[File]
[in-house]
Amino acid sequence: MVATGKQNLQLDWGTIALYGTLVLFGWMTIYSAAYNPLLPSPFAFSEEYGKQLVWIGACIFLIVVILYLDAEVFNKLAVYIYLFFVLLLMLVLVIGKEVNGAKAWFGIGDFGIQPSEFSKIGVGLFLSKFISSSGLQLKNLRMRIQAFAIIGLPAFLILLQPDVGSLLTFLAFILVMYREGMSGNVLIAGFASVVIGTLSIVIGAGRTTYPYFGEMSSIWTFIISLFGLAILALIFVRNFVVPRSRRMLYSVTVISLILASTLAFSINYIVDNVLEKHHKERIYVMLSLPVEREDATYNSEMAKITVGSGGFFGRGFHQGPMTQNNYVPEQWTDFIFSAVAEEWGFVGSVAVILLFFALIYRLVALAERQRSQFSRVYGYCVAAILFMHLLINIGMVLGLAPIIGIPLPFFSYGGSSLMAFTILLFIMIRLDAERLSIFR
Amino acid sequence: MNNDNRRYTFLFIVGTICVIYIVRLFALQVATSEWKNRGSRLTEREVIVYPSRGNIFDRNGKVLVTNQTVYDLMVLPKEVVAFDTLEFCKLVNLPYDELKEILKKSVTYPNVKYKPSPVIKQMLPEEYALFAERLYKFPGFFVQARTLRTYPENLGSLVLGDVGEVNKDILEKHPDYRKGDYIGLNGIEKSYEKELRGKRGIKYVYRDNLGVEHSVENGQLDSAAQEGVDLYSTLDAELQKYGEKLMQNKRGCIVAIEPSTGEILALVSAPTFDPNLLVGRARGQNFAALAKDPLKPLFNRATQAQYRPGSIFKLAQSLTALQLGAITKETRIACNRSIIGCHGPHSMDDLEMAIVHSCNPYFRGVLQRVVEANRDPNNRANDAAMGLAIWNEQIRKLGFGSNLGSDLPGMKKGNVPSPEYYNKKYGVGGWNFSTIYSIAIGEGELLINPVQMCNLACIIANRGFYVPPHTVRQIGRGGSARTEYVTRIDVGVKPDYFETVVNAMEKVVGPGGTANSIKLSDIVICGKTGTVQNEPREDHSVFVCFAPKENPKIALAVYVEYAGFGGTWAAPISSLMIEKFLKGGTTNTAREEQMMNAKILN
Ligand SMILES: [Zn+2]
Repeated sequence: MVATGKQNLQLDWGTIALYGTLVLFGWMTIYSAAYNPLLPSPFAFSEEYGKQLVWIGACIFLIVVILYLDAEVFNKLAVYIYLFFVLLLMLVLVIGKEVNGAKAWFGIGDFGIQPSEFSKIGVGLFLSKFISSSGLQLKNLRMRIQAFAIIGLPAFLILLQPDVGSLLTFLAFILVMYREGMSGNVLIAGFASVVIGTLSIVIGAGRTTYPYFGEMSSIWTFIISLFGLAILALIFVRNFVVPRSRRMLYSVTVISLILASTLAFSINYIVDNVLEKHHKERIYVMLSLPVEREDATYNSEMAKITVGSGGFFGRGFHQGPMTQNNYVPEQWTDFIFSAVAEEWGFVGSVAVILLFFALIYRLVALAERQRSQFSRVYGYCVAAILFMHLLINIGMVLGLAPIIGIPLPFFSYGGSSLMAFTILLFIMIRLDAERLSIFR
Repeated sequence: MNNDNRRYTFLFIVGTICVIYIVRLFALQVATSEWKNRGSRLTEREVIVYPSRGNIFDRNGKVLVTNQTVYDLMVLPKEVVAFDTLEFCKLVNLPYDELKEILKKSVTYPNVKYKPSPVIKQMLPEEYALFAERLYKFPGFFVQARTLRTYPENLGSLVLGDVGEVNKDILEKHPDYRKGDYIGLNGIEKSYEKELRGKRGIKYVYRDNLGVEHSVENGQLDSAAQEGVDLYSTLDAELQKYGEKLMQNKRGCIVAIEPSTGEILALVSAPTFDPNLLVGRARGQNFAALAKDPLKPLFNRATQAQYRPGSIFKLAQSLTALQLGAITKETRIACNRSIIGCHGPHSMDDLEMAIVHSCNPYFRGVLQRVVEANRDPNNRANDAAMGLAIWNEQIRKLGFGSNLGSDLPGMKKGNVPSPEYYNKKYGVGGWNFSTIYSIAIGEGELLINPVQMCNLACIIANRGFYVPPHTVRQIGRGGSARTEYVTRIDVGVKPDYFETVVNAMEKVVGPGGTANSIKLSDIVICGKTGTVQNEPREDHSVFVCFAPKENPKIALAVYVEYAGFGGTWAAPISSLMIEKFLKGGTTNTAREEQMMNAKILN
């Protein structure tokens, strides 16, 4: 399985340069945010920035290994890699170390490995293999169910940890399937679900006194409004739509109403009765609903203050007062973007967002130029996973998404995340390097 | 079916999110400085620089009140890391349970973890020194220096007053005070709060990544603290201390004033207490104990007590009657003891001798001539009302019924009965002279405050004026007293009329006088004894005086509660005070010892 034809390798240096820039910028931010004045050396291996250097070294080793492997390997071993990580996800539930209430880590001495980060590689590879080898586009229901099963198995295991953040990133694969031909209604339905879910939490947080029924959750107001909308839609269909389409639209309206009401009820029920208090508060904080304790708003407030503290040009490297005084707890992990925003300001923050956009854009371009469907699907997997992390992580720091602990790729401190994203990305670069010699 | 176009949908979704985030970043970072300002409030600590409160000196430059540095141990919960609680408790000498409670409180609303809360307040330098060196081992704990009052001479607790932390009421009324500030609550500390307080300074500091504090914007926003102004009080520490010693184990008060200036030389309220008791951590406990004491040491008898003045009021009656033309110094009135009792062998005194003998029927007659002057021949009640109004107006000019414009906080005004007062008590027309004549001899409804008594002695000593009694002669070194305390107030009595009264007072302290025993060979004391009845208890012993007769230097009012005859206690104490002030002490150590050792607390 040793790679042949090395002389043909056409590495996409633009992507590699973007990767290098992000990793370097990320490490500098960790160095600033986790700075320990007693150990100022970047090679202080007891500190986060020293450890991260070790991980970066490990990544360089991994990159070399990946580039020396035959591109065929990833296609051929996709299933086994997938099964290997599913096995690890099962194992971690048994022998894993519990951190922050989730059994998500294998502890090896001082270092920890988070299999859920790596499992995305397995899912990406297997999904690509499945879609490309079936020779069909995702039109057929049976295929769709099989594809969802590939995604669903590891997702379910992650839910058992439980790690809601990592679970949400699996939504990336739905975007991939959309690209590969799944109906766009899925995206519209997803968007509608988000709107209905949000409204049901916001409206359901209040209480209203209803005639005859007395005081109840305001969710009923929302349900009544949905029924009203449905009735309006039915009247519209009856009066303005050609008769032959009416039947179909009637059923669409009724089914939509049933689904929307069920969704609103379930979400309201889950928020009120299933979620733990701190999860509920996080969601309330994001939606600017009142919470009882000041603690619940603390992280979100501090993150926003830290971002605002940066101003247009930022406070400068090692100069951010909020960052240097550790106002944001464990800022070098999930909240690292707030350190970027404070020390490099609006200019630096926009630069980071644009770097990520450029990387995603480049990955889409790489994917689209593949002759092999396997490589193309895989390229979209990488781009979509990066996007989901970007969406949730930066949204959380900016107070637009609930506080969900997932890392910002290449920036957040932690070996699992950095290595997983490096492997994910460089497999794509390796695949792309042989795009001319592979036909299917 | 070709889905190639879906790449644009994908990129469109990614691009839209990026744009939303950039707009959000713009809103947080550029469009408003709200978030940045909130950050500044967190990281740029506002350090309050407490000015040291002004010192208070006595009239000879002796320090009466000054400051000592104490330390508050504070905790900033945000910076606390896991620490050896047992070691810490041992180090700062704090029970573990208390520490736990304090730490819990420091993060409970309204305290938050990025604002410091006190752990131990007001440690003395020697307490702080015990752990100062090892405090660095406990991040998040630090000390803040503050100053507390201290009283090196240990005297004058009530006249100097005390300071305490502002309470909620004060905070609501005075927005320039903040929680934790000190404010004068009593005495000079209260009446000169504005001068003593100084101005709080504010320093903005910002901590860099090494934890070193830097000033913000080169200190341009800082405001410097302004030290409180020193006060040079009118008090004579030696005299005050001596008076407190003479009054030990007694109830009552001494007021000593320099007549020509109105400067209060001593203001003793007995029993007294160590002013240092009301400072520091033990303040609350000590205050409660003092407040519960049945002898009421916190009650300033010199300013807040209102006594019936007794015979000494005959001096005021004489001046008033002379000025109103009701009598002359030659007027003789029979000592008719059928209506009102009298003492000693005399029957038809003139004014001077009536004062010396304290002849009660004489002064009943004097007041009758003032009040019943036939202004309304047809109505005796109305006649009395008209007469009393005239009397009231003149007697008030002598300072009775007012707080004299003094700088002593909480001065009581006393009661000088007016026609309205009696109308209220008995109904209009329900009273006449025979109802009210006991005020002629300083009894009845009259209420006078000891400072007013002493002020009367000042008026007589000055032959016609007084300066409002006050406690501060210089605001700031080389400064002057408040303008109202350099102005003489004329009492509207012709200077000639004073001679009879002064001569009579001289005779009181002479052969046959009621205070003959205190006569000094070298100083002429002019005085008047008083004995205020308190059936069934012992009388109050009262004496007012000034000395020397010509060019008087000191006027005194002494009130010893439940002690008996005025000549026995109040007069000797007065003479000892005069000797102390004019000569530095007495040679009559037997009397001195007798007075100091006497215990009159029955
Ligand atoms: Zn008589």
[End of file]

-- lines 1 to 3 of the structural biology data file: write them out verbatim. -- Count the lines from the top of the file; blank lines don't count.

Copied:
[in-house]
Amino acid sequence: MVATGKQNLQLDWGTIALYGTLVLFGWMTIYSAAYNPLLPSPFAFSEEYGKQLVWIGACIFLIVVILYLDAEVFNKLAVYIYLFFVLLLMLVLVIGKEVNGAKAWFGIGDFGIQPSEFSKIGVGLFLSKFISSSGLQLKNLRMRIQAFAIIGLPAFLILLQPDVGSLLTFLAFILVMYREGMSGNVLIAGFASVVIGTLSIVIGAGRTTYPYFGEMSSIWTFIISLFGLAILALIFVRNFVVPRSRRMLYSVTVISLILASTLAFSINYIVDNVLEKHHKERIYVMLSLPVEREDATYNSEMAKITVGSGGFFGRGFHQGPMTQNNYVPEQWTDFIFSAVAEEWGFVGSVAVILLFFALIYRLVALAERQRSQFSRVYGYCVAAILFMHLLINIGMVLGLAPIIGIPLPFFSYGGSSLMAFTILLFIMIRLDAERLSIFR
Amino acid sequence: MNNDNRRYTFLFIVGTICVIYIVRLFALQVATSEWKNRGSRLTEREVIVYPSRGNIFDRNGKVLVTNQTVYDLMVLPKEVVAFDTLEFCKLVNLPYDELKEILKKSVTYPNVKYKPSPVIKQMLPEEYALFAERLYKFPGFFVQARTLRTYPENLGSLVLGDVGEVNKDILEKHPDYRKGDYIGLNGIEKSYEKELRGKRGIKYVYRDNLGVEHSVENGQLDSAAQEGVDLYSTLDAELQKYGEKLMQNKRGCIVAIEPSTGEILALVSAPTFDPNLLVGRARGQNFAALAKDPLKPLFNRATQAQYRPGSIFKLAQSLTALQLGAITKETRIACNRSIIGCHGPHSMDDLEMAIVHSCNPYFRGVLQRVVEANRDPNNRANDAAMGLAIWNEQIRKLGFGSNLGSDLPGMKKGNVPSPEYYNKKYGVGGWNFSTIYSIAIGEGELLINPVQMCNLACIIANRGFYVPPHTVRQIGRGGSARTEYVTRIDVGVKPDYFETVVNAMEKVVGPGGTANSIKLSDIVICGKTGTVQNEPREDHSVFVCFAPKENPKIALAVYVEYAGFGGTWAAPISSLMIEKFLKGGTTNTAREEQMMNAKILN